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Skift Forum Europe is here and we're excited! We have a jam-packed agenda that includes keynote presentations, panels, and brand talks with an array of travel leaders as we explore the future of travel leading out of the pandemic.

Travel startups stand to emerge stronger after the crisis — as long as they don’t stop developing their technology and product.

That’s the advice from a partner at European venture capital firm Lakestar.

“Do not cut costs at all,” warned Christoph Schuh, speaking to Skift’s senior travel tech editor Sean O’Neill at Skift Forum Europe. “The product roadmap, in terms of aggregating supply, and having the best product for the customer — if you want to win the market post-Covid, you have to have the best product. If companies stop investing in product and tech, I think that’s what we don’t like.”

He added activities like marketing and sales, however, were seen as non essential.

Meanwhile, financing is key to ensure that, post-Covid, there’s enough money to get back to the “cruising altitude”. Schuh said he recently took part in a roundtable with CEOs from some of the companies Lakestar has invested in. “We discussed financing techniques,” he said. “All the big guys like Booking, Expedia, Airbnb, they have refinanced. So in this crisis mode, you have to make sure that you are properly financed.”

Christoph Schuh partner Lakestar

The Germany-based venture capital firm has to date invested in some of Europe’s most well-known travel startups, including Omio, Getyourguide, and HomeToGo, as well as early stage companies like Impala and Limehome. It has also invested in Airbnb, Skype, and Spotify early on.

O’Neill asked why Lakestar had a bullish outlook for travel. “It’s in the heritage of all of us, travel is an important element,” Schuh replied. “This $8 trillion market will not go away; it will look different.”

Despite coronavirus shutting down the tourism industry, Schuh remains optimistic for tech startups, and believes its new $735 million fund  targeting European startups could benefit those entering the growth stage.

“We wanted to follow a founder’s whole journey from seed up to the initial public offering, and that’s what you can only do with a dedicated growth fund. We also don’t want to lose all the interesting and attractive competitive deals to U.S. and Asia. We want to be competitive,” he said.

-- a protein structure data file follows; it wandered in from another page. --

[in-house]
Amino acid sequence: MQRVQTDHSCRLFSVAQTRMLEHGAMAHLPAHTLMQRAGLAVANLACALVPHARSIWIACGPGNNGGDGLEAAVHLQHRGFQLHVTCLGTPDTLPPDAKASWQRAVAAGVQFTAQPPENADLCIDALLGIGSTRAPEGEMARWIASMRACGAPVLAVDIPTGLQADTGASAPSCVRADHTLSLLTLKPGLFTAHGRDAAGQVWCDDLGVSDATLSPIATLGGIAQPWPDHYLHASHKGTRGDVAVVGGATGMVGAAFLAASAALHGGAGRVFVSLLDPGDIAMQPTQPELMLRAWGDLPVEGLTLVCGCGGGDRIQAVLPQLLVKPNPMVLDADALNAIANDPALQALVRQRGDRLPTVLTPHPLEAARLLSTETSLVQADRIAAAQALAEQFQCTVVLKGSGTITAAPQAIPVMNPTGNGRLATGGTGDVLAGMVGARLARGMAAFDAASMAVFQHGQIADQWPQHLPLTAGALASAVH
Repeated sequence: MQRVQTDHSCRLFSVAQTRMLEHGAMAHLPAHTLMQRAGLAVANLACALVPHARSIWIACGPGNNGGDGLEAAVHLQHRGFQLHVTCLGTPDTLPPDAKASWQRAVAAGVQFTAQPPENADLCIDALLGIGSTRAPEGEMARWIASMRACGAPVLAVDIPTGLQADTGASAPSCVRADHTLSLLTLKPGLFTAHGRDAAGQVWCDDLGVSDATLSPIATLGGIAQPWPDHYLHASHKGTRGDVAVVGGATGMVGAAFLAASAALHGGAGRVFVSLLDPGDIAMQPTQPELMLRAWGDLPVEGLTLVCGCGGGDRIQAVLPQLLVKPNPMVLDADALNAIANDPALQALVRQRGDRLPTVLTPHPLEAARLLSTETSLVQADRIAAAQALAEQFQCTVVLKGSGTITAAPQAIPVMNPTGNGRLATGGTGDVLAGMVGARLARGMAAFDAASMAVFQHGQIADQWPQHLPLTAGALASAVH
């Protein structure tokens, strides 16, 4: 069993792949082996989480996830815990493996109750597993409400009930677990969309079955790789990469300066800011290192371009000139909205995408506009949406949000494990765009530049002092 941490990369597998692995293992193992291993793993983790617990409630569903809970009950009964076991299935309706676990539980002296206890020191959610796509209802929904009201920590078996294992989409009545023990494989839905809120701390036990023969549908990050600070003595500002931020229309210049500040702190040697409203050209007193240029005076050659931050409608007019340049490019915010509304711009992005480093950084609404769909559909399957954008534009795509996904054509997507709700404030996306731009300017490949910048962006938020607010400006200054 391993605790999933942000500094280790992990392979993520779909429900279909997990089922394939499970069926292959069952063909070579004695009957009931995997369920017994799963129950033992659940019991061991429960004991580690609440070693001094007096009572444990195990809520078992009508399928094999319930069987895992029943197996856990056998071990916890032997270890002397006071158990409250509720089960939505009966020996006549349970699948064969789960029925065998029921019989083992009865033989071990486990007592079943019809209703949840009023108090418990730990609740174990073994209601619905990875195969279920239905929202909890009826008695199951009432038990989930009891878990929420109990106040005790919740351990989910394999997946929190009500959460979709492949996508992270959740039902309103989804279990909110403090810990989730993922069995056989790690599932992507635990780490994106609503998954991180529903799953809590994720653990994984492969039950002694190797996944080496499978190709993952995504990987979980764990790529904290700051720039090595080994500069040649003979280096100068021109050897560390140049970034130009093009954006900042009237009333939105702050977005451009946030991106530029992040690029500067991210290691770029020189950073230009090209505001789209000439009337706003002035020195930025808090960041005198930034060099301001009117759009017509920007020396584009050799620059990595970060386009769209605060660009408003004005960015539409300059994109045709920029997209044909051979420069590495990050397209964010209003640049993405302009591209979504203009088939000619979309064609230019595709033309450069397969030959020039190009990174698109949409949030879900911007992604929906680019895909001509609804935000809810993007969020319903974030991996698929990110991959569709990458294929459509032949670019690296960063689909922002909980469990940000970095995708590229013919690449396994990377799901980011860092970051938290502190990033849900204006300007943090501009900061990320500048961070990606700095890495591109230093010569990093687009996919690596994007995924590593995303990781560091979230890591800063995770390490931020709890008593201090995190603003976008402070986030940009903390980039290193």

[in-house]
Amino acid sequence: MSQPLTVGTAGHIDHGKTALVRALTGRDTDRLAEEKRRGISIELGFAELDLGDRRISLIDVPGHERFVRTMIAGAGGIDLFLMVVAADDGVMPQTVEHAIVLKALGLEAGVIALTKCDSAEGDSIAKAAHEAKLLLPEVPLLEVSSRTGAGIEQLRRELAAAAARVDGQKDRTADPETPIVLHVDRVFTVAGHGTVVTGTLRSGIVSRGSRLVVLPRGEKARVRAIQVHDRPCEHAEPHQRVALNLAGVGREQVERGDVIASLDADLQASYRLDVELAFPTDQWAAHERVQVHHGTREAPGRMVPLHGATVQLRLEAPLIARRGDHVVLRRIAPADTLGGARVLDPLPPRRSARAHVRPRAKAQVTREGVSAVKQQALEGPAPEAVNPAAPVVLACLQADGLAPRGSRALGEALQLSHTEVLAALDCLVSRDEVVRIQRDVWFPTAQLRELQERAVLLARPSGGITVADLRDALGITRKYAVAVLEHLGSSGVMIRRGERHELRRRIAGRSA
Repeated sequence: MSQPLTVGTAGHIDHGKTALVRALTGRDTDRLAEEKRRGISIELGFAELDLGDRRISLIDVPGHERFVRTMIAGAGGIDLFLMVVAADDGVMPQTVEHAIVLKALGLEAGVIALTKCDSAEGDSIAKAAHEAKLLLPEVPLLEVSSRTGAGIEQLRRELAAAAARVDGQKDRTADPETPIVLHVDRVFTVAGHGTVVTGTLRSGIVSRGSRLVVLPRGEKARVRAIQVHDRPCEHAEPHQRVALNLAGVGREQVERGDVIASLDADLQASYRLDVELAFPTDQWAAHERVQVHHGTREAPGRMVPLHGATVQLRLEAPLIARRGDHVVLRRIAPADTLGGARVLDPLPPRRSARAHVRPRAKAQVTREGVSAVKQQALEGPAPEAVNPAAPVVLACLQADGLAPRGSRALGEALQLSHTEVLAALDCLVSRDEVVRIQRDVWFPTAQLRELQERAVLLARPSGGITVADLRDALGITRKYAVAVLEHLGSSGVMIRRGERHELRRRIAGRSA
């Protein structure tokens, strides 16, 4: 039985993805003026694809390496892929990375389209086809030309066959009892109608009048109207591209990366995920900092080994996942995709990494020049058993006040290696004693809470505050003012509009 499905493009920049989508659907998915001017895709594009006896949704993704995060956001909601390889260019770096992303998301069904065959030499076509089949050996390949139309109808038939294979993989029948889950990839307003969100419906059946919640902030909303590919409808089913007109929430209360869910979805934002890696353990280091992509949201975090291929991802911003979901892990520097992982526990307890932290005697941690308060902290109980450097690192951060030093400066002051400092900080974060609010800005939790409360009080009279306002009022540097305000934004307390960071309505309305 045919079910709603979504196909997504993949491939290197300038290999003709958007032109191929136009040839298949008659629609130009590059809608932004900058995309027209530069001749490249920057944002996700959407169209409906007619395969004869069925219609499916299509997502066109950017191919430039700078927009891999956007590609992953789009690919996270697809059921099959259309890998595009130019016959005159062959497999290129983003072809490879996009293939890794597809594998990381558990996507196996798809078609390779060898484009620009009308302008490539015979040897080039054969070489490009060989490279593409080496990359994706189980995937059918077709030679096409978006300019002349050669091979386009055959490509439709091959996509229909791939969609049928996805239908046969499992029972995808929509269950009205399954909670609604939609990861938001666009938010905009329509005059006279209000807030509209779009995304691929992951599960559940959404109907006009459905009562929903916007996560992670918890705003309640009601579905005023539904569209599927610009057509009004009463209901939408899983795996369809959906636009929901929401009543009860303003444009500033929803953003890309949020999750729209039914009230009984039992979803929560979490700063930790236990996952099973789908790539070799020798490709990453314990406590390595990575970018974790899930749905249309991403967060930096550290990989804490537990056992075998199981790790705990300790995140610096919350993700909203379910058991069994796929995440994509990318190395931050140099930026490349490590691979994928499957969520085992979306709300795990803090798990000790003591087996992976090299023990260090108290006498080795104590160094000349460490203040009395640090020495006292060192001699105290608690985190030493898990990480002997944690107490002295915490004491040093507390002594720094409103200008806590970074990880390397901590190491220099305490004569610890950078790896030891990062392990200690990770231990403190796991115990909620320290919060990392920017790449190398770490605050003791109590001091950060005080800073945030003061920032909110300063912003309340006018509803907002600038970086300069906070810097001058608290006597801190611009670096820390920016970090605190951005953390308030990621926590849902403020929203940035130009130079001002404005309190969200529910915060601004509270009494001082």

“For seed and series A, Europe is competing against the U.S. and Asia, but when it comes to growth investments, there’s a big gap in Europe. There’s really no one in that sweet spot of $50 million rounds series C, D and E.”

‘Category Killers’

Lakestar has focused on travel aggregators in the past, O’Neill pointed out, and he asked Schuh if Covid affected that strategy.

“It’s all about the aggregation on the supply side,” he replied. “Take Omio, for example. They have 600 suppliers connected, HomeToGo has 500 different vacation rental suppliers. It’s a lot of API connect work, but it make the marketplace strong. And then they all go vertical. Some started as a metasearch, like HomeToGo, and it’s now going vertical.”

Tying in with the new fund’s principle, Schuh said Lakestar wanted to buy into startups that were ahead of the pack, and across a range of industry sectors.

“You have to invest in the category winners in accommodation, and tours and attractions, in ground transportation and in others,” Schuh noted. “We tend to invest later, like with HomeToGo, where we see they are the clear vacation rental marketplace. We invested later into GetYourGuide because we wanted to see who’s the category killer in that tours and activities segment.”

This tactic also means Lakestar is backing companies that have a stronger chance of survival. “We are fully aware Covid is something that will need two to three years for the full recovery,” Schuh said, “but we see then that if you’re the category killer, it makes it even stronger because at the end it’s one company who will win that marketplace.”

A Driving Force

Meanwhile, Scuch shared trends from another of its portfolio companies, data company Teralytics, which partners with telecom operators worldwide. Globally, it provided a snapshot of mobility patterns. He said air travel was down 94 percent, train down 70 to 80 percent  — “but car has fully recovered”.

“Car is the tool that everyone is using. It’s recovered to above the year before. So when it comes to tactics for accommodation and rentals, or hotels, a reach of 200 km is where people feel safe and that’s how they’re planning. That was interesting to see not only for Germany, but also Italy, UK and other countries.”

There’s a slow path to recovery, but those European travel startups that are committed to building their business over the next couple of years, despite the downturn, could be the ones that dominate the field.

Photo Credit: A fever detection machine is tested at London's Heathrow Airport in partnership with a tech vendor. Heathrow Airport